ending with navigation, shall be long enough to give stances ; and ne...... men, with a view to withdraw at
him the solid ground-work uf useful information, an early age, .. ..ranks, are consequently induced
without being so long as to detach him from the genu- to marry females in precarious health, or of advanced
ine hard labor of an active sea-life. years ; the issue of such marriages are of debile con-
The encouragement held out to seamen to enter on stitutions, and many partially deformed or crippled-
board the Excellent is of a didereit order, though and this result has'become so wide spread that the
there cannot be a doubt that the distinction which exemptions allowed in the years 1832, 1833, and 1834,
belongs even to the humbler degree of knowledge him- were infinitely more numerous than in any preceding
parted to them in that ship has its attraction for gene- years. An increase of them had already been per-
rous ninds, as it certainly has a direct tendency to ceived in those years, which included younmen who
steady and otherwise to improve the character of the were born during the time of the Re voution this
seaman, and render liNu a more valuable servant of class bore evident marks of the starvation and misery
the public. : ..., h...I they had struggled.
The following, copied verbatim from the printed i ,i:.... relates remarkable occurrence which
bills, shows the pecuniary advantages tends to corroborate his conclusions. A portion of
"Petty officers and seamen of good character, and the English army being quartered in France in the









ARIf{ AN1 D NArVY 3(NCLE. 343


year 1S15, a contract was entered into with French
manufacturers to supply them with caps, which they
set about making- in exact conformity with the in-
structions issued by the French War' Department;
but, when the caps were delivered, the makers disco-
vered, to their great surprise as well as dismay, that
two-thirds of them were too small, and that the largest
fitted none but the smallest-sized English heads. The
larger proportion of the caps were consequently re-
jected. It is matter of notoriety, besides, that the
tEnglish troops are smaller of size than many conti-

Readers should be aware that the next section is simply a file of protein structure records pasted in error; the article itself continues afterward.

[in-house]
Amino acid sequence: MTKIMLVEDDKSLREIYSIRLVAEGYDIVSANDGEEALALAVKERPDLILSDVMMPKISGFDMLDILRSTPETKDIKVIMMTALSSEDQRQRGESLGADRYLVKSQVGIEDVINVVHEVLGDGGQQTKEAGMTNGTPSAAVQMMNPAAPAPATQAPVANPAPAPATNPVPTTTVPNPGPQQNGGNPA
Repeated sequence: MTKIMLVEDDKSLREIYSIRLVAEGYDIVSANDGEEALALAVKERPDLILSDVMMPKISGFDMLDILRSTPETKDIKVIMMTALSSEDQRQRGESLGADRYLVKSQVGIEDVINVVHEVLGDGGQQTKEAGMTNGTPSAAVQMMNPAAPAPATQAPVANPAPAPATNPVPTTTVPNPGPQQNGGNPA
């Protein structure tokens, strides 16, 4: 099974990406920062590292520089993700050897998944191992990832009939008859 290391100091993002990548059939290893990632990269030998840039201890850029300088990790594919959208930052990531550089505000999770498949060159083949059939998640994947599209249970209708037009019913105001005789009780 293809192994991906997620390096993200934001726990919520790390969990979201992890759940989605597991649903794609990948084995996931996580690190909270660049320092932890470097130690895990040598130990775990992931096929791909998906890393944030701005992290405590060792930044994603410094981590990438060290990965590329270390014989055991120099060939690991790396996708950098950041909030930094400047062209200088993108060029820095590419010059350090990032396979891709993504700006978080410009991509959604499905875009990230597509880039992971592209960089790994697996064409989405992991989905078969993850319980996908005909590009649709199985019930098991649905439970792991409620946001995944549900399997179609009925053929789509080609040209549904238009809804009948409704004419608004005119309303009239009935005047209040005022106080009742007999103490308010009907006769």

nental, particularly the German and Hungarian.
The French recruits from thile rural districts are
more robust in frame than the town recruits, :i.:.,'_-'a
the latter have in :- -r l '- 1 +'- ivan tang '
respect to heights. ., 1 ..i ,.: '. ....unterbalanced
by inferiority inl ,.' i. ,,. ,, s ii..i the common
remark among Fi I ..:.- aut des cra-
pauds:" for they find that the more diminutive class
of soldiers bear the wear and tear of marching better,
and suiler less from sickness and disease, than the
taller-bodied men. The result of a campaign fre-
quently depends upon courage, discipline, and good
drilling; but, when 100,000 men are to be hrno-ht in
line, the consigning of a third of them to th. i, ,.:1,
after one or two imoants campaigning, which was the
case in 1813 and 1I14, is as disastrous an occurrence
as the loss of a general action. It may be added that
the spread of manufactures has also lent its aid in
producing the physical degeneracy of the French
soldiery ; and the same cause has, to a certain extent,
affected the constitution of the English.-Uniled Ser-
vice Journal.

From lhe New York New Era.
SCIENTIFIC NOTICES.
TOTAL ECLIPSc' 0o' TiH. SUN.-M r. Georgo Inness
has communicated to the Astronomical Society, some
observations On the Total Eclipse of the Sunm
which will happen July 7, 1842 ; with the elements
for calculating from the solar tables of Carnini, and
the lunar tables of Birckhardt. Also, the result of
calculations for the Observatories of Greenwich and
Marseilles." The author remarks that the great solar
Eclipse of 1842 will excite much interest, as it will
be total for the southern parts of France, and very large
throughout Great Britain, I.... 1, not total foir any
place in the island. The elements for calculating the
eclipse are given, and the result of Mr. Innes's calcu-
lations for Greenwich and Marseilles, which latter
place was selected as being the nearest to Greenwich,
of the properly fixed points at which accurate obser-
vations of the total eclipse are likely to be made.
LUNAR VOLCANOES.--A short notice of Lunar
Volcanoes," has been communicated to the British
Association, by Mr. Webb. He had for some time
examined the moon with an excellent five feet achro-
matic, and had found that several volcanic vents ex-
isted, not laid down in Schrocter's map of the lunar
surface ; and, also, that several vents, which had been
so laid down, were now much enlarged in dimensions.
Upon the whole, however, he considered that tlihe
moon and earth were similar in this respect-namely,
that volcanic action was now less violent than it had
been in by-gone periods.
POWEReuUL ELECTaIO-CHtI't-et CACL BATTEIUV.--x A
powerful electro-cheinmical battery, has been executed
by Mr. E. M. Clarke, at the Gallery of Science,
Lowther Arcade. Its elfects are truly surprising.
Cylinders of coke when placed in the circuit produced
a light so intense, the eye cannot dwell on it without
pain. Copper wire of one-quarter of an inch diame-
ter is rapidly fused ; but the most extraordinary fact
is that, notwithstanding such intense power, the ex-